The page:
It’s Turtle Season in Escambia County Again; time to turn the lights down

Over the last 25 years the number of sea turtle nests in Escambia County has varied from 9 in 2007 to a 74 in 2012 and has averaged around 32 each season. During the 1990’s nesting activity was increasing from a decade earlier. The number of nests ranged from 25-51 and averaged 32 each year. This was good news and suggested that conservation efforts to protect the endangered species were working. However between 2000 and 2010 nesting declined with an average of 27 nests each year and a record low of only 9 in 2007. You have to remember that from 2004 to 2006 the state experienced a record number of hurricanes and this probably contributed to the infrequent nesting. Since 2010 we have had high numbers with 69 nests in 2011 and 74 in 2012! Things are looking good for the nesting turtles of Northwest Florida.


Baby Loggerhead hatchlings from Pensacola Beach
Baby Loggerhead hatchlings from Pensacola Beach. Photo: Molly O’Connor

But there is still cause for concern. Though we are having record numbers of nesting females. The disorientation of emerging hatchlings has been between 40-50% of the nests. In 2011 50% of the nests in our county showed disorientation after hatching and last season 55% of those did. If the young do not make it to the Gulf, they will not return to reproduce in the future. The proposed county lighting ordinance will help to reduce this problem. But as we enter July and the hatching of current nests begins we encourage local residents and visiting friends to practice a few good practices to try and increase the number of hatchlings that reach the Gulf this season.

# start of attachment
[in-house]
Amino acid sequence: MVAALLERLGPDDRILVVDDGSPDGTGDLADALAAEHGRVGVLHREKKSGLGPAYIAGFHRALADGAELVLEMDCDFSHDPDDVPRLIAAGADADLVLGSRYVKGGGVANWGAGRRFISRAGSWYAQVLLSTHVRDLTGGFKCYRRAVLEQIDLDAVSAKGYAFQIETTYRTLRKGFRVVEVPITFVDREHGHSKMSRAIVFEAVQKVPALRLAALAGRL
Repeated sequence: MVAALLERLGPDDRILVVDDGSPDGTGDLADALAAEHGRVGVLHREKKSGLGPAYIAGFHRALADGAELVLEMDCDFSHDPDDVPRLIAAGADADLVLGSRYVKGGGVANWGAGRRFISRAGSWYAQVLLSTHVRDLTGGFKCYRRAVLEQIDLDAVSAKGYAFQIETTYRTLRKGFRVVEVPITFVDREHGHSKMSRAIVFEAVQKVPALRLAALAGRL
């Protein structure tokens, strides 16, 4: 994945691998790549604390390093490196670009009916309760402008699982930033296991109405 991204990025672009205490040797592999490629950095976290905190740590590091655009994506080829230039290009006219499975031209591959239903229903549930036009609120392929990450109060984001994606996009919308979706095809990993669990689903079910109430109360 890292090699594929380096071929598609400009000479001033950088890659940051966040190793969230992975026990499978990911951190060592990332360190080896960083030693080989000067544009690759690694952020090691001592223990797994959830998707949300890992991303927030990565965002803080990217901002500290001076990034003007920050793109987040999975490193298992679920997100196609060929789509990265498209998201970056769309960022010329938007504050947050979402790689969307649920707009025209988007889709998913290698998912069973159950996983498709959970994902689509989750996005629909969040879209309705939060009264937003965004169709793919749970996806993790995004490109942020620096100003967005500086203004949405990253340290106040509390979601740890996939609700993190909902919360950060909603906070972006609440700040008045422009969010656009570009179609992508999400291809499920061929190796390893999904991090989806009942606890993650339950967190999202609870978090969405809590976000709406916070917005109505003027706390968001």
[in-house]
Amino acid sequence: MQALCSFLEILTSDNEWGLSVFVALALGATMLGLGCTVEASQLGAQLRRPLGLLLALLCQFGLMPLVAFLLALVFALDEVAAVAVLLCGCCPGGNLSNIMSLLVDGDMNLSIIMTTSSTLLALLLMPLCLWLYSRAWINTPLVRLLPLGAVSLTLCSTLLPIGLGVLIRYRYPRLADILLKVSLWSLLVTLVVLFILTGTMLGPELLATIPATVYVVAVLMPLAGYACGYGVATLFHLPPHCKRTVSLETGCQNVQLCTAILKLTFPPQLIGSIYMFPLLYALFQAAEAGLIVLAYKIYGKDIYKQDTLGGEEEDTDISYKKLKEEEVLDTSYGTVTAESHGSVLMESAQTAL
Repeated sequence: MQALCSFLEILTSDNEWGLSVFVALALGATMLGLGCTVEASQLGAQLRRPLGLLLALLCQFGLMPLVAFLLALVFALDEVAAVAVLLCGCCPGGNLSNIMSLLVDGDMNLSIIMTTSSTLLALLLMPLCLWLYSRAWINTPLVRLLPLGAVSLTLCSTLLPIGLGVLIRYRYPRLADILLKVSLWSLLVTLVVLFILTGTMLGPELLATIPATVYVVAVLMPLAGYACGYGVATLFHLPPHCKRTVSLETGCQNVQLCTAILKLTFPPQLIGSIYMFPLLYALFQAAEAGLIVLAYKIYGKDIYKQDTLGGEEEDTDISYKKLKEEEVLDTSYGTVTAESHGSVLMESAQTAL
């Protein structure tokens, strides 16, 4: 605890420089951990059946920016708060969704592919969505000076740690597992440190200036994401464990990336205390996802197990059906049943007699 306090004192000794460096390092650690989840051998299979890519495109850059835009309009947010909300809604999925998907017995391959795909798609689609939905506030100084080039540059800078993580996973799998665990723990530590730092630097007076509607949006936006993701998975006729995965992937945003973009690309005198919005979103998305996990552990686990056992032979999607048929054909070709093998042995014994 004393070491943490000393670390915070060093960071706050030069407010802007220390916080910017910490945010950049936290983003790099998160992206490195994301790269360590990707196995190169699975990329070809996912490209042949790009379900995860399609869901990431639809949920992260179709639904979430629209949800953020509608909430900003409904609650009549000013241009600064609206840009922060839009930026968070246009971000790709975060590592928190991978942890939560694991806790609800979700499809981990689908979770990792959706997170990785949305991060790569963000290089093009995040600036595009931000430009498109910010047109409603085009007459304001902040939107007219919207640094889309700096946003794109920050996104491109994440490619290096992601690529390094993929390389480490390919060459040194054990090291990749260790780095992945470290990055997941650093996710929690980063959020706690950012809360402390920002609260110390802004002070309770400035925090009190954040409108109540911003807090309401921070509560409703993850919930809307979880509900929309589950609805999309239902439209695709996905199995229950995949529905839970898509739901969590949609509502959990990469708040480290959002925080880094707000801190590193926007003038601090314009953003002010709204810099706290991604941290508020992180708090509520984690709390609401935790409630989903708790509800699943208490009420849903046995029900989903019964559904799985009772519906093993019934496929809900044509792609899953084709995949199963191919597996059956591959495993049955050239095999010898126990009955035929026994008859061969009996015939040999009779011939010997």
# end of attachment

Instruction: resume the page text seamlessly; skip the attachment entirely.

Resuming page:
1) Outdoor lighting – turtles have trouble seeing light in the longer wavelengths (reds and yellows). Having amber or yellow outdoor lighting that is low to the ground and shielded allows you to see where you are walking but does not distract or disorient hatchlings trying to find the Gulf.

2) Indoor lighting – many properties on Pensacola Beach have low wattage yellow or amber outdoor lighting but still pose a problem because their indoor lighting can be seen from the beach. In the evenings please consider closing the drapes so that the bright lights do not reach the beach.

3) Beach Barriers – there are variety of objects we leave on the beach overnight that can block or entrap turtles. Chairs, umbrellas, tents, and even deep holes have caused problems. Please fill the holes and bring in the chairs for the evening.

4) Pets – please do not allow your pets to run the beach. It is against county code and we do offer two dog beach locations where they can enjoy the water. Dogs must be on a leash and the parks are only open certain hours but this is best for the pets, the people, and the turtles.

5) Remove your trash – everyone knows that plastic bags and fishing line cause a problem not only for sea turtles but many other forms of marine life. Please dispose of your plastic waste properly.

If you encounter a sea turtle while at the beach please call the Gulf Islands National Seashore dispatcher at 850-916-3010 to let them know. These are federally protected animals and you are not allowed to disturb them.

For more information on sea turtles and their nesting activities in our county visit the county extension website at or contact Rick O’Connor at 850-475-5230.


Hawksbill Sea Turtle resting on a reef in Key Largo FL.  Photo: Molly O'Connor
Hawksbill Sea Turtle resting on a reef in Key Largo FL. Photo: Molly O’Connor

Posted: July 8, 2013

Category: Conservation, Natural Resources
Tags: Beach, Sea Turtles, Wildlife

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